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Article: Judicial Power and Consociational Federation: The Bosnian Example

TitleJudicial Power and Consociational Federation: The Bosnian Example
Authors
Issue Date2018
PublisherAustralian National University, Faculty of Law. The Journal's web site is located at https://flr.law.anu.edu.au/
Citation
Federal Law Review, 2018, v. 46 n. 4, p. 631-644 How to Cite?
AbstractAn influential theory, sometimes called the ‘fragmentation hypothesis’, proposes that divided political systems will tend to empower courts because they make it more difficult for political elites to coordinate court-curbing retaliation. Another influential perspective proposes that federal systems are conducive to judicial empowerment because they create a demand for the authoritative adjudication of jurisdictional boundaries and/or they facilitate judicial supremacy over constitutional meaning. If both of these theories are correct, we might expect consociational (ie, power sharing) federations to be especially hospitable to the emergence of powerful courts. With reference to the example of Bosnia-Herzegovina, this article questions this conclusion; it is theorized here that core features of consociational federation will tend to undermine the growth and maintenance of judicial power.
Persistent Identifierhttp://hdl.handle.net/10722/259327
ISSN

 

DC FieldValueLanguage
dc.contributor.authorSchwartz, AD-
dc.date.accessioned2018-09-03T04:05:18Z-
dc.date.available2018-09-03T04:05:18Z-
dc.date.issued2018-
dc.identifier.citationFederal Law Review, 2018, v. 46 n. 4, p. 631-644-
dc.identifier.issn0067-205X-
dc.identifier.urihttp://hdl.handle.net/10722/259327-
dc.description.abstractAn influential theory, sometimes called the ‘fragmentation hypothesis’, proposes that divided political systems will tend to empower courts because they make it more difficult for political elites to coordinate court-curbing retaliation. Another influential perspective proposes that federal systems are conducive to judicial empowerment because they create a demand for the authoritative adjudication of jurisdictional boundaries and/or they facilitate judicial supremacy over constitutional meaning. If both of these theories are correct, we might expect consociational (ie, power sharing) federations to be especially hospitable to the emergence of powerful courts. With reference to the example of Bosnia-Herzegovina, this article questions this conclusion; it is theorized here that core features of consociational federation will tend to undermine the growth and maintenance of judicial power.-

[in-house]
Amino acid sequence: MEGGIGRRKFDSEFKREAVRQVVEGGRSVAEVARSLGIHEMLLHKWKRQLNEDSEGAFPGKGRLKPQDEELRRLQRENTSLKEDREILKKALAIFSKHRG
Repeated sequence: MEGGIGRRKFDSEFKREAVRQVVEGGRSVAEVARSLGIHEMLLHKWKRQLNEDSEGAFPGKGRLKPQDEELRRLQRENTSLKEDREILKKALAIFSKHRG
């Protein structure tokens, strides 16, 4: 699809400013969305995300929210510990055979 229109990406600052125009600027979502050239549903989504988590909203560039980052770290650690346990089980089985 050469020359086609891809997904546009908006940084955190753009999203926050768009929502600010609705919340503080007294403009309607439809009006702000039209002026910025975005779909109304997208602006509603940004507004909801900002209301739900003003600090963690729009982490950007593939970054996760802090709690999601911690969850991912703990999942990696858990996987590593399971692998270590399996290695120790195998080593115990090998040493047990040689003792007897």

dc.languageeng-
dc.publisherAustralian National University, Faculty of Law. The Journal's web site is located at https://flr.law.anu.edu.au/-
dc.relation.ispartofFederal Law Review-
dc.titleJudicial Power and Consociational Federation: The Bosnian Example-
dc.typeArticle-
dc.identifier.emailSchwartz, AD: schwartz@hku.hk-
dc.identifier.authoritySchwartz, AD=rp02284-
dc.description.naturepostprint-
dc.identifier.doi10.1177/0067205X1804600409-
dc.identifier.hkuros289328-
dc.identifier.volume46-
dc.identifier.issue4-
dc.identifier.spage631-
dc.identifier.epage644-
dc.publisher.placeAustralia-

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